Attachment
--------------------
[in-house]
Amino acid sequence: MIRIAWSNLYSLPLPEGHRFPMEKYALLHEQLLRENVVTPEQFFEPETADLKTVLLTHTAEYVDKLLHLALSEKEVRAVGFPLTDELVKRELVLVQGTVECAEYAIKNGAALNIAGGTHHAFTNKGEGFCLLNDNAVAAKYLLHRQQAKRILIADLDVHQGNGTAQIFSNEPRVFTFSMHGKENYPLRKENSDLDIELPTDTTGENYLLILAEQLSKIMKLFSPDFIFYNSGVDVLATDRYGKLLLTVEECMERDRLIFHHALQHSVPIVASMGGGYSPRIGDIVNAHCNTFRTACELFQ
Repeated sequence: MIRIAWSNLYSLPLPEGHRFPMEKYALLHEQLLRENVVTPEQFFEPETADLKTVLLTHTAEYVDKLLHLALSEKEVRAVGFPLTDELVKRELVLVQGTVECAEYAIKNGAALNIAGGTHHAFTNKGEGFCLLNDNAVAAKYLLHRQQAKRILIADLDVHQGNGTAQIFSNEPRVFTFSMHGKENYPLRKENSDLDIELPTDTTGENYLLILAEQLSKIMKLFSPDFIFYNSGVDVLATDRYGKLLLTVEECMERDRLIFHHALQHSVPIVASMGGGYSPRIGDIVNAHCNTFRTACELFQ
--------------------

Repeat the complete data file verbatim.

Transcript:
[in-house]
Amino acid sequence: MIRIAWSNLYSLPLPEGHRFPMEKYALLHEQLLRENVVTPEQFFEPETADLKTVLLTHTAEYVDKLLHLALSEKEVRAVGFPLTDELVKRELVLVQGTVECAEYAIKNGAALNIAGGTHHAFTNKGEGFCLLNDNAVAAKYLLHRQQAKRILIADLDVHQGNGTAQIFSNEPRVFTFSMHGKENYPLRKENSDLDIELPTDTTGENYLLILAEQLSKIMKLFSPDFIFYNSGVDVLATDRYGKLLLTVEECMERDRLIFHHALQHSVPIVASMGGGYSPRIGDIVNAHCNTFRTACELFQ
Repeated sequence: MIRIAWSNLYSLPLPEGHRFPMEKYALLHEQLLRENVVTPEQFFEPETADLKTVLLTHTAEYVDKLLHLALSEKEVRAVGFPLTDELVKRELVLVQGTVECAEYAIKNGAALNIAGGTHHAFTNKGEGFCLLNDNAVAAKYLLHRQQAKRILIADLDVHQGNGTAQIFSNEPRVFTFSMHGKENYPLRKENSDLDIELPTDTTGENYLLILAEQLSKIMKLFSPDFIFYNSGVDVLATDRYGKLLLTVEECMERDRLIFHHALQHSVPIVASMGGGYSPRIGDIVNAHCNTFRTACELFQ